Imagine a group of pilgrims traveling on foot two thousand years ago, the journey can be very challenging. Crossing rivers and forests, bearing adverse weather conditions, traversing through sparsely populated villages, and protecting themselves from predators, these pilgrims would finally reach the Great Stupa at Sanchi. Constructed by King Ashoka in the 3rd century BCE, the Stupa is fabled to contain the relics of the Shakyamuni Buddha himself. At the end of a long and unforgiving journey, their eyes would meet the architectural marvel and wonder of the great Vihara and scores of Stupas. After entering the monastery complex, the pilgrims would enter a circular path around the main Stupa through the magnificent Torana gateways. The Torana gateways are inscribed with beautiful bas-reliefs. The pilgrims would set their eyes at these reliefs and remember familiar stories and events of Buddhism set in stone. The culmination of this journey would have been almost spiritual and awe-inspiring to the travelers and would impart lessons and teaching to imbibe in real life.
In the world of art today, the viewer is responsible to interpret the meaning for themselves when they look at artworks in a gallery or a museum. The medium of art has become personal and abstract. However, in the 2050-year-old panels in the world heritage site of Sanchi, Madhya Pradesh, the purpose of art was something else. Immersive and inspiring stories were painstakingly carved on the famous gateways or Toranas at the Great Stupa of Sanchi. The purpose of these carvings was to instruct, inspire and remind the people of great events, famous pilgrimages, stories from Jatakas, and the life of the great Buddha.
A pilgrimage site of great importance to Buddhists, Sanchi was thronged by devotees and its importance can be gauged by the number of donations given by all kinds of people ranging from kings, nobles, courtesans, guilds, and affluent members of the society.
The intricate work was done by ivory carvers of Vidisha on hard stone. The Torana gateways of Sanchi have been carved with minute precision, as a single mistake would have destroyed months of hard work. King Satkarni II of the Satavahana empire erected these gateways around the stupas in all four directions.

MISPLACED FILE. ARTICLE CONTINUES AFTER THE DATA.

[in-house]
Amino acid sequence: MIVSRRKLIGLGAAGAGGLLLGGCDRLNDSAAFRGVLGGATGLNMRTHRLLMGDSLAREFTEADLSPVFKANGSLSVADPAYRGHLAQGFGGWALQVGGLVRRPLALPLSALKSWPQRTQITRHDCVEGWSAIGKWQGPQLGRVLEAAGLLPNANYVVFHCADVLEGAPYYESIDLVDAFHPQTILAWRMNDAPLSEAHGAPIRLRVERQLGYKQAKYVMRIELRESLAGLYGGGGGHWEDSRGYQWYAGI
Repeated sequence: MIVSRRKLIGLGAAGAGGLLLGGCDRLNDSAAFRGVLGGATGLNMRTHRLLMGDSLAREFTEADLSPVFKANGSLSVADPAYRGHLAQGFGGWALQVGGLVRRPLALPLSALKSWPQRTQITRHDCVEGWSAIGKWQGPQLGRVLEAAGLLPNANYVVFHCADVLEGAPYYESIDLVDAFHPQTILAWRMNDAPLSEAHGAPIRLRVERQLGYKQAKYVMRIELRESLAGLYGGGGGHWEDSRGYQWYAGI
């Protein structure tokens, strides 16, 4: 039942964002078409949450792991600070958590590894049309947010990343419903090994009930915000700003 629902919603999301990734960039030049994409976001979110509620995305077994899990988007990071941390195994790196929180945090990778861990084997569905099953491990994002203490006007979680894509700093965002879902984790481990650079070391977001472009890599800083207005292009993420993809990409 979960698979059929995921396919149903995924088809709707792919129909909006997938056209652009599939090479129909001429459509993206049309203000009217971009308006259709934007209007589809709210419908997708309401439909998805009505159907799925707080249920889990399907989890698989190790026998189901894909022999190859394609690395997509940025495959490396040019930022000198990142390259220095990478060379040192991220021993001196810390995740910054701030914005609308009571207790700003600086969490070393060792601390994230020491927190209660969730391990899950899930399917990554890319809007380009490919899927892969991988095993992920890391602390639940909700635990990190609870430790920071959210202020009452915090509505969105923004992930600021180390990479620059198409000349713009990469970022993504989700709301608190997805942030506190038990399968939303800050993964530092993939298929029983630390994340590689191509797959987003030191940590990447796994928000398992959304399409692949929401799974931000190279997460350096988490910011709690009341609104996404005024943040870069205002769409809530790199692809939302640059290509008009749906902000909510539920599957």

Now let’s take a look at one of the famous bas relief on the western gateway of the Stupa No.1. Known as depicting the Mahakapi Jataka, the panel is a great example of ancient Indian art. Mahakapi Jataka is the story of a Bodhisattva (an enlightened being working for the benefit of others till all attain Buddhahood), who was born as a king of monkeys. The monkeys ate mangoes from a great mango tree, which a king named Brahmadatta considered coveted, which can be seen on the top left part of the panel. The king attacked the tribe (on the lower part of the panel to the left, Brahmadatta can be seen sitting on a horse), the monkey king formed a bridge over the stream from his own body and saved the lives of his people (on the top part of the panel). Due to his efforts, the bodhisattva got injured and the king realized his mistake. Realizing his good deed, the king repented. Beneath the great mango tree at the top left part of the panel, the king can be seen as conversing with the dying Bodhisattva and taking advice on the duties of a good king.
The story has many teachings to impart. One should be selfless and helpful to his fellow beings. One should be ready to sacrifice for his community. Greed brings pain and misery and that even the mightiest should realize their mistakes and atone. The stunning artworks at Sanchi have many stories to tell. However, it is curious as to how those travelers must have felt two thousand years ago. Art intended to inspire people to be good with all and sundry and make better choices in life, and that is something all of us should imbibe from the same.